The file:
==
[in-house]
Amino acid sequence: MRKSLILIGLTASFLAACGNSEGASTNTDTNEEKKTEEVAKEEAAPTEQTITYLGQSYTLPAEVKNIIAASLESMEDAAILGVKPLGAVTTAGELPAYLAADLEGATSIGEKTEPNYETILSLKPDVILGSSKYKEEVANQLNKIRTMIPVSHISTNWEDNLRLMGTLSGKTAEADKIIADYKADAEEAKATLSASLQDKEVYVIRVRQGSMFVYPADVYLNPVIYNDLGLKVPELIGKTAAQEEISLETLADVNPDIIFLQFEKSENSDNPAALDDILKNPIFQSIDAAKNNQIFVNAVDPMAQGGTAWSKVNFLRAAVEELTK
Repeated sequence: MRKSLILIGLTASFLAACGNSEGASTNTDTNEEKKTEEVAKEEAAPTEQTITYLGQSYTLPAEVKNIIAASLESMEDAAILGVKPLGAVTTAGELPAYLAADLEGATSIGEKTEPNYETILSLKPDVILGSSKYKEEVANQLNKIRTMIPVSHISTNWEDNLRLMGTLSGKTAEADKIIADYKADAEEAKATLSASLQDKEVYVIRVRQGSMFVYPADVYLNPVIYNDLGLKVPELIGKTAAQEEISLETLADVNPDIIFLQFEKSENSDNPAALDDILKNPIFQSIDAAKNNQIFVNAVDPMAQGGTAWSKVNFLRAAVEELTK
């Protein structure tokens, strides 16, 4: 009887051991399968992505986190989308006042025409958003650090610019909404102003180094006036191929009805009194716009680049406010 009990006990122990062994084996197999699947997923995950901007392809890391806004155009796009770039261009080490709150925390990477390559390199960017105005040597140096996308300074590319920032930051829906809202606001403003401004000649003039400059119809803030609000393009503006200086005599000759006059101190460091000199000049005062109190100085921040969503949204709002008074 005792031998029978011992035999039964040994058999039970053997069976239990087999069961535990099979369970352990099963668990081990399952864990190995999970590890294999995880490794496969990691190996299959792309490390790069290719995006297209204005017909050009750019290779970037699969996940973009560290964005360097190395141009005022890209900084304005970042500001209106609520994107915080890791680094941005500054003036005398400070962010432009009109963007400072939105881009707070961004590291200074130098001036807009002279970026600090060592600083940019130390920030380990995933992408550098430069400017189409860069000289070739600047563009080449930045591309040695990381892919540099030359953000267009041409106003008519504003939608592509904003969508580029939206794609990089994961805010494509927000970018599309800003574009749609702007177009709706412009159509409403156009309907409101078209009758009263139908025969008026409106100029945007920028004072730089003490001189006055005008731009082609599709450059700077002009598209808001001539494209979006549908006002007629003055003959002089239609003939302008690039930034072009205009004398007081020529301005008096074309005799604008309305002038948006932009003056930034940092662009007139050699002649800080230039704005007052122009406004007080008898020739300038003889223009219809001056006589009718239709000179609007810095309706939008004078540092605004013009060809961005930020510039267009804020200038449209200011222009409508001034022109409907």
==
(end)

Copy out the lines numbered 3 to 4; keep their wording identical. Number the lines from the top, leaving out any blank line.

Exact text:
Repeated sequence: MRKSLILIGLTASFLAACGNSEGASTNTDTNEEKKTEEVAKEEAAPTEQTITYLGQSYTLPAEVKNIIAASLESMEDAAILGVKPLGAVTTAGELPAYLAADLEGATSIGEKTEPNYETILSLKPDVILGSSKYKEEVANQLNKIRTMIPVSHISTNWEDNLRLMGTLSGKTAEADKIIADYKADAEEAKATLSASLQDKEVYVIRVRQGSMFVYPADVYLNPVIYNDLGLKVPELIGKTAAQEEISLETLADVNPDIIFLQFEKSENSDNPAALDDILKNPIFQSIDAAKNNQIFVNAVDPMAQGGTAWSKVNFLRAAVEELTK
């Protein structure tokens, strides 16, 4: 009887051991399968992505986190989308006042025409958003650090610019909404102003180094006036191929009805009194716009680049406010 009990006990122990062994084996197999699947997923995950901007392809890391806004155009796009770039261009080490709150925390990477390559390199960017105005040597140096996308300074590319920032930051829906809202606001403003401004000649003039400059119809803030609000393009503006200086005599000759006059101190460091000199000049005062109190100085921040969503949204709002008074 005792031998029978011992035999039964040994058999039970053997069976239990087999069961535990099979369970352990099963668990081990399952864990190995999970590890294999995880490794496969990691190996299959792309490390790069290719995006297209204005017909050009750019290779970037699969996940973009560290964005360097190395141009005022890209900084304005970042500001209106609520994107915080890791680094941005500054003036005398400070962010432009009109963007400072939105881009707070961004590291200074130098001036807009002279970026600090060592600083940019130390920030380990995933992408550098430069400017189409860069000289070739600047563009080449930045591309040695990381892919540099030359953000267009041409106003008519504003939608592509904003969508580029939206794609990089994961805010494509927000970018599309800003574009749609702007177009709706412009159509409403156009309907409101078209009758009263139908025969008026409106100029945007920028004072730089003490001189006055005008731009082609599709450059700077002009598209808001001539494209979006549908006002007629003055003959002089239609003939302008690039930034072009205009004398007081020529301005008096074309005799604008309305002038948006932009003056930034940092662009007139050699002649800080230039704005007052122009406004007080008898020739300038003889223009219809001056006589009718239709000179609007810095309706939008004078540092605004013009060809961005930020510039267009804020200038449209200011222009409508001034022109409907």